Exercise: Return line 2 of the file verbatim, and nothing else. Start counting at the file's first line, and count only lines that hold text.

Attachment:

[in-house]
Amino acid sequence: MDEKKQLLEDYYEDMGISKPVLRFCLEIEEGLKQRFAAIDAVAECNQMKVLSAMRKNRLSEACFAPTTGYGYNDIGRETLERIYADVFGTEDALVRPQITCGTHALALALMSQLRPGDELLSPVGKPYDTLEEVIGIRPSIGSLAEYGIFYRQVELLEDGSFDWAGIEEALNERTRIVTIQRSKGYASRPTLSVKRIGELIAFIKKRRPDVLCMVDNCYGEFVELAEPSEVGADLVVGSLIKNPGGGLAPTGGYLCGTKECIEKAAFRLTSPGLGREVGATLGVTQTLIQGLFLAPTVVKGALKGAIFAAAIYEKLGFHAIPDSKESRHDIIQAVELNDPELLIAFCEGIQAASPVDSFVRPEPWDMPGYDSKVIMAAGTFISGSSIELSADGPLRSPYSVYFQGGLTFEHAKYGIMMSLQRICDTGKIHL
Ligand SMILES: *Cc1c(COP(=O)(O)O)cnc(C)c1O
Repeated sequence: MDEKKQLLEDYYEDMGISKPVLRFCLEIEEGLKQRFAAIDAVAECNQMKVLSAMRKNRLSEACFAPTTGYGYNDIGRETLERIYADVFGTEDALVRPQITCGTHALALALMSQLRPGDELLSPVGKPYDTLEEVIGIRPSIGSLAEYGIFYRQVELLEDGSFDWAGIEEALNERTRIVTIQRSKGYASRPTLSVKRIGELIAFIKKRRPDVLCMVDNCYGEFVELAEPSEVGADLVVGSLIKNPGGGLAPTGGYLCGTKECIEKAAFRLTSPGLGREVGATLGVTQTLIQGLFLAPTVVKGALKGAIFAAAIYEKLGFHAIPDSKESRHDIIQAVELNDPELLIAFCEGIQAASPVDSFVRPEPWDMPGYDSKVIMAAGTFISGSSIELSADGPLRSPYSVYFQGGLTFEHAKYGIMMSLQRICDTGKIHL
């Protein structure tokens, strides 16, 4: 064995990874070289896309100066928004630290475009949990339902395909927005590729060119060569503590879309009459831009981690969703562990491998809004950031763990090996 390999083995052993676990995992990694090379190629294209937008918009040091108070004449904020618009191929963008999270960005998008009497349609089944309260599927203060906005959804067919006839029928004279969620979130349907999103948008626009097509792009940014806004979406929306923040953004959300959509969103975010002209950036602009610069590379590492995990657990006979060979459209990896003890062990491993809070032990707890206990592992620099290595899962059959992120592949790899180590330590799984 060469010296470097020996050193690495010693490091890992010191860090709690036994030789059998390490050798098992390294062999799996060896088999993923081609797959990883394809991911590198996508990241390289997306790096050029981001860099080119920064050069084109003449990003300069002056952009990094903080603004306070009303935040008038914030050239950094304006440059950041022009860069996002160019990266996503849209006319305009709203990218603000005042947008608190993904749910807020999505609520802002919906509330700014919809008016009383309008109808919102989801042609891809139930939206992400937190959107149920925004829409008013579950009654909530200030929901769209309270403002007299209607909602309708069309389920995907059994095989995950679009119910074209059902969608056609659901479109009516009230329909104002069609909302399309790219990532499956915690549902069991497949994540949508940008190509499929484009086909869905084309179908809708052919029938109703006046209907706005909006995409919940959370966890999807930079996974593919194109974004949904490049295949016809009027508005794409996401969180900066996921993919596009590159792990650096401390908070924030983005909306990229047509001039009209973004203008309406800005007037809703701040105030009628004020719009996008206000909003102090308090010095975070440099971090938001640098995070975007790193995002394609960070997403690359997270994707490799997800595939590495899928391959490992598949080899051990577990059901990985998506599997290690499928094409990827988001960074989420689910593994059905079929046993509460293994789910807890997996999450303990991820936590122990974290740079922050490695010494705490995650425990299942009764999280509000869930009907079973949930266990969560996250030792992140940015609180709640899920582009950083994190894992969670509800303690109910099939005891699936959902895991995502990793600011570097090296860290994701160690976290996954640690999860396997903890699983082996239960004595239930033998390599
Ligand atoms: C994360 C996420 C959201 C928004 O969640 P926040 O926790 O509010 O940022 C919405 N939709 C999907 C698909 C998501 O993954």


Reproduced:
Amino acid sequence: MDEKKQLLEDYYEDMGISKPVLRFCLEIEEGLKQRFAAIDAVAECNQMKVLSAMRKNRLSEACFAPTTGYGYNDIGRETLERIYADVFGTEDALVRPQITCGTHALALALMSQLRPGDELLSPVGKPYDTLEEVIGIRPSIGSLAEYGIFYRQVELLEDGSFDWAGIEEALNERTRIVTIQRSKGYASRPTLSVKRIGELIAFIKKRRPDVLCMVDNCYGEFVELAEPSEVGADLVVGSLIKNPGGGLAPTGGYLCGTKECIEKAAFRLTSPGLGREVGATLGVTQTLIQGLFLAPTVVKGALKGAIFAAAIYEKLGFHAIPDSKESRHDIIQAVELNDPELLIAFCEGIQAASPVDSFVRPEPWDMPGYDSKVIMAAGTFISGSSIELSADGPLRSPYSVYFQGGLTFEHAKYGIMMSLQRICDTGKIHL